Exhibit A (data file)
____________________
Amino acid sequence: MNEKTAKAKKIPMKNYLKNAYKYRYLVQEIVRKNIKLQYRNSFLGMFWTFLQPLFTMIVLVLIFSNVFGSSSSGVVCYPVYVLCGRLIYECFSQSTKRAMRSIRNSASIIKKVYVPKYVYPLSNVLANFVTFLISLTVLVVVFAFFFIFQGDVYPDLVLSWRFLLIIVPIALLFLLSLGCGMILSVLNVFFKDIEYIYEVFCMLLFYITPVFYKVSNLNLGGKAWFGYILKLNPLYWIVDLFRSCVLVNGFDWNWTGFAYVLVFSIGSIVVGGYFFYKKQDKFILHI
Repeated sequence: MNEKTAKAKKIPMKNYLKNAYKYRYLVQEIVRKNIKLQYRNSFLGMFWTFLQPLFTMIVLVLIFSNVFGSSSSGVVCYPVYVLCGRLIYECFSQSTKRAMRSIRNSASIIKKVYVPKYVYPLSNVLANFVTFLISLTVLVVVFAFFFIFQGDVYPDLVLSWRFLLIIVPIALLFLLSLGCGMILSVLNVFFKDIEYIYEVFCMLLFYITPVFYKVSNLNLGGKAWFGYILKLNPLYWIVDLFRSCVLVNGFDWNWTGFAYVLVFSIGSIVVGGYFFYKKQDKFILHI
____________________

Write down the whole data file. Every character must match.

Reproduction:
Amino acid sequence: MNEKTAKAKKIPMKNYLKNAYKYRYLVQEIVRKNIKLQYRNSFLGMFWTFLQPLFTMIVLVLIFSNVFGSSSSGVVCYPVYVLCGRLIYECFSQSTKRAMRSIRNSASIIKKVYVPKYVYPLSNVLANFVTFLISLTVLVVVFAFFFIFQGDVYPDLVLSWRFLLIIVPIALLFLLSLGCGMILSVLNVFFKDIEYIYEVFCMLLFYITPVFYKVSNLNLGGKAWFGYILKLNPLYWIVDLFRSCVLVNGFDWNWTGFAYVLVFSIGSIVVGGYFFYKKQDKFILHI
Repeated sequence: MNEKTAKAKKIPMKNYLKNAYKYRYLVQEIVRKNIKLQYRNSFLGMFWTFLQPLFTMIVLVLIFSNVFGSSSSGVVCYPVYVLCGRLIYECFSQSTKRAMRSIRNSASIIKKVYVPKYVYPLSNVLANFVTFLISLTVLVVVFAFFFIFQGDVYPDLVLSWRFLLIIVPIALLFLLSLGCGMILSVLNVFFKDIEYIYEVFCMLLFYITPVFYKVSNLNLGGKAWFGYILKLNPLYWIVDLFRSCVLVNGFDWNWTGFAYVLVFSIGSIVVGGYFFYKKQDKFILHI